2.13 Renal Function, Bladder Emptying, Catecholamine Breakdown or Hydrolysis

2.14 Urinary and Plasma Catecholamines as Indices of Sympathoadrenomedullary Function

2.15 Biased Selection of Subjects

2.16 Attitude and Motivation: The Experimental Subject and the Experimenter

2.17 Defenses, Coping Behavior, Cognitive Factors

2.18 Data from Questionnaires and Observations

2.19 Optimal Design of Psychophysiological Studies

2.19.1 Some General Considerations

2.19.2 Some Ethical Considerations

2.19.3 Choice of Subjects

2.19.4 Procedure during Control Periods and Prior to the Experiment Proper

2.19.5 Some Precautions Relating to the Experiment

2.20 General Design of and Methods Used in the Present Studies

2.20.1 Some General Considerations

2.20.2 Experimental and Control Conditions

2.20.3 Ethical Aspects

2.20.4 Selection of Subjects

2.20.5 Selection of Stimuli

2.20.6 Selection of Variables

2.20.7 Methods of Measurement

2.21 Acknowledgments

2.22 References

3 Sympathoadrenomedullary Responses to "Pleasant" and "Unpleasant" Psychosocial Stimuli

3.1 The Problem

3.2 Choice of Methodology

3.3 Choice of Film Stimuli

3.4 Material and Methods

3.5 Results

3.5.1 Psychological Variables

3.5.2 Physiological Variables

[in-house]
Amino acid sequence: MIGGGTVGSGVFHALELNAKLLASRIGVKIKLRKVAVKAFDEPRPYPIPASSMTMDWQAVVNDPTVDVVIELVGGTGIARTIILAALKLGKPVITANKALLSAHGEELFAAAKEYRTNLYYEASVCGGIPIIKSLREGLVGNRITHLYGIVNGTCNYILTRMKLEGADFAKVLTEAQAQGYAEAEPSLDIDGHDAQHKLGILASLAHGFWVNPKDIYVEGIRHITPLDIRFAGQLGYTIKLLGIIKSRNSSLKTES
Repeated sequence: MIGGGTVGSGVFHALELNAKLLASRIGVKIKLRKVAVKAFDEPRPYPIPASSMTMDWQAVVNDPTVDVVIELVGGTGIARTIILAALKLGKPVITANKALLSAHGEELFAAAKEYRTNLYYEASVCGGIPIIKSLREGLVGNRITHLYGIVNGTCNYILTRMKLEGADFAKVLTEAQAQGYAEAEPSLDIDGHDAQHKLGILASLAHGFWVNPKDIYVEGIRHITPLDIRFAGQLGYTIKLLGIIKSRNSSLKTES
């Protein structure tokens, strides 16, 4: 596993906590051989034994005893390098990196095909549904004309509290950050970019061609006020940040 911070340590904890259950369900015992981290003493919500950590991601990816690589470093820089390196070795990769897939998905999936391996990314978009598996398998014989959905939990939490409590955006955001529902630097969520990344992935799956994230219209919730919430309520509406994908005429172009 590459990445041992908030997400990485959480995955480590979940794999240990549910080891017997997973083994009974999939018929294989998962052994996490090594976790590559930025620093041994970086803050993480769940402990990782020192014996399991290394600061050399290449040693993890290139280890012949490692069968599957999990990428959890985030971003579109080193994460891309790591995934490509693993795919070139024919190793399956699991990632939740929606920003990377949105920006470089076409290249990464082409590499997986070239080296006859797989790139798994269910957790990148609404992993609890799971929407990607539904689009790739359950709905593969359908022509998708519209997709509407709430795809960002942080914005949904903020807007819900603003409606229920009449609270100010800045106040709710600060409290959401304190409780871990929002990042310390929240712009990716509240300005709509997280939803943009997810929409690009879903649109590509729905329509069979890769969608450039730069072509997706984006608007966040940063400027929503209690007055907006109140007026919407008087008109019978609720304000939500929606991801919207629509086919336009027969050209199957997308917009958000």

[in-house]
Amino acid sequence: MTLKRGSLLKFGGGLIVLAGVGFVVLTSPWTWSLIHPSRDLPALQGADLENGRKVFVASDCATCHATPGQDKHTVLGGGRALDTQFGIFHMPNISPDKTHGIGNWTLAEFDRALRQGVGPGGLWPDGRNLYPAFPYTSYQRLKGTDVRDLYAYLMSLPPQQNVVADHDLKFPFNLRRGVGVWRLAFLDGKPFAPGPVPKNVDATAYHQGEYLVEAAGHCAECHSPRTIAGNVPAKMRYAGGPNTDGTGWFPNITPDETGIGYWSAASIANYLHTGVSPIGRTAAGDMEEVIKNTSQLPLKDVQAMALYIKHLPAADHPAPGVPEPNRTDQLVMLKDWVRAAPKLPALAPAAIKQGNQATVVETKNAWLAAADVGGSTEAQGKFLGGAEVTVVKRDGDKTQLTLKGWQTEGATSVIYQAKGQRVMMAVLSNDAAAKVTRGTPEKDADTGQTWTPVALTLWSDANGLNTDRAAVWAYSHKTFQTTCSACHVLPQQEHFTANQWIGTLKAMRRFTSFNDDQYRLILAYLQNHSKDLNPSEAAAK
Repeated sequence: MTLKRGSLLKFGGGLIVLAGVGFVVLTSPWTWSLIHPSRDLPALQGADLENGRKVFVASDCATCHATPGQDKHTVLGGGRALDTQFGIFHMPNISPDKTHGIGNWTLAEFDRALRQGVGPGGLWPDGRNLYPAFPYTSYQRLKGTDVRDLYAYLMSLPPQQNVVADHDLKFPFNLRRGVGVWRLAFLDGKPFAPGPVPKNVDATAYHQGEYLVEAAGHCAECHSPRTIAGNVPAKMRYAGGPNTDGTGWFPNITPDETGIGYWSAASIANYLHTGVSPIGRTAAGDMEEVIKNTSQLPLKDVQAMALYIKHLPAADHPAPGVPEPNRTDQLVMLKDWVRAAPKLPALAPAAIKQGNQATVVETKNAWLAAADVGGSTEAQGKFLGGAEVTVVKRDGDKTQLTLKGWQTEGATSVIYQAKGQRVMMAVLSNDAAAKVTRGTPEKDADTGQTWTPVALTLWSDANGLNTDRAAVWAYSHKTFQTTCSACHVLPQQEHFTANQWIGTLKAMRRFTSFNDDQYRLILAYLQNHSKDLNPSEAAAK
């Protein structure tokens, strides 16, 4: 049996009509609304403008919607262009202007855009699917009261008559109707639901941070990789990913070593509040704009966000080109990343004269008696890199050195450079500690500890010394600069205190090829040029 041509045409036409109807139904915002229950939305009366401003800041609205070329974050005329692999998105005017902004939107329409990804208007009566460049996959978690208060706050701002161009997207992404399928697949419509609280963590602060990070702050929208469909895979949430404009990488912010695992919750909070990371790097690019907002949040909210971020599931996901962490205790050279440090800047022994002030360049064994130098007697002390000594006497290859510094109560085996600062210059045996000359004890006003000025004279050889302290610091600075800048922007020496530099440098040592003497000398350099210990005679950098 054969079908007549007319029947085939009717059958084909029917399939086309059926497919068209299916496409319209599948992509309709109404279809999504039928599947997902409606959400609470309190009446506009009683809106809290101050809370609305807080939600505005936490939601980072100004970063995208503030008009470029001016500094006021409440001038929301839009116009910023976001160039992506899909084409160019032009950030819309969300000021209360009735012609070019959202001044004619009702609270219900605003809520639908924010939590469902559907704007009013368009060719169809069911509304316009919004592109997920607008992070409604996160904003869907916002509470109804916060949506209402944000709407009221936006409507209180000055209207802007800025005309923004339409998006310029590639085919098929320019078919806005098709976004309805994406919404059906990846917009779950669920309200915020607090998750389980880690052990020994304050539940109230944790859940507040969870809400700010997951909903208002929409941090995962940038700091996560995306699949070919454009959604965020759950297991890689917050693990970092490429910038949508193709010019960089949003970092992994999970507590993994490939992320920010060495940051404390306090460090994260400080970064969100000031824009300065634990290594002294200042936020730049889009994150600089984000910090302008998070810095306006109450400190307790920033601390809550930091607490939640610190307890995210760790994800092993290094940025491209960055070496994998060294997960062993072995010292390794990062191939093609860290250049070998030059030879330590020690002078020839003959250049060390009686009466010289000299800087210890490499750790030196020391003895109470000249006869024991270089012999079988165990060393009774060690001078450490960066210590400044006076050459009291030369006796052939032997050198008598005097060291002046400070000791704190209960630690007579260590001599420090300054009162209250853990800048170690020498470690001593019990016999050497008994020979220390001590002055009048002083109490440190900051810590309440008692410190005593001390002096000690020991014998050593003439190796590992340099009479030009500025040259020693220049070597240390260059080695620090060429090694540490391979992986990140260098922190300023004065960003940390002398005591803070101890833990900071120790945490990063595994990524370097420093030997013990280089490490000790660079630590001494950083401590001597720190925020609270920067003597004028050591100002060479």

3.6 Discussion

3.6.1 Comparison between Subjective Reactions to Different Films

3.6.2 Quality of Emotional Reaction and Changes in Sympathoadrenomedullary and Renal Function

3.6.3 Quantity of Emotional Reaction and Changes in Sympathoadrenomedullary and Renal Function

3.6.4 Psychosocial Stimuli and Physiological Responses

3.7 Summary

3.8 Acknowledgments

3.9 References

4 Sympathoadrenomedullary Activity, Diuresis and Emotional Reactions during Visual Sexual Stimulation in Females and Males

4.1 The Problem

4.2 Choice of Methodology

4.3 Material and Methods

4.4 Results

4.4.1 Psychological Variables

4.4.2 Physiological Variables

4.5 Discussion

4.5.1 Sexual Arousal and Urinary Excretion of Adrenaline and Noradrenaline: Some Qualitative Aspects

4.5.2 Relationship between Sexual Arousal and Sympathoadrenomedullary Activity

4.5.3 Sex Differences in the Reactions to Visual Sexual Stimulation

4.5.4 Sexual Arousal and Renal Function

4.5.5 Non-sexual Psychological Reactions

4.6 Summary

4.7 Acknowledgments

4.8 References

5 Stressor-induced Changes in Plasma Lipids and Urinary Excretion of Catecholamines, and Their Modification by Nicotinic Acid

5.1 The Problem

5.2 Choice of Methodology

5.3 Material and Methods

5.4 Results

5.4.1 The Pre-experimental Period: Changes in Plasma Triglycerides and Cholesterol

5.4.2 The Experiment Proper

5.5 Discussion

5.5.1 Some General Considerations

5.5.2 Distress, Sympathoadrenomedullary Activity, Lipid Metabolism, and Nicotinic Acid

5.5.3 Plasma Triglycerides and the Mobilization of Free Fatty Acids: Some Quantitative Aspects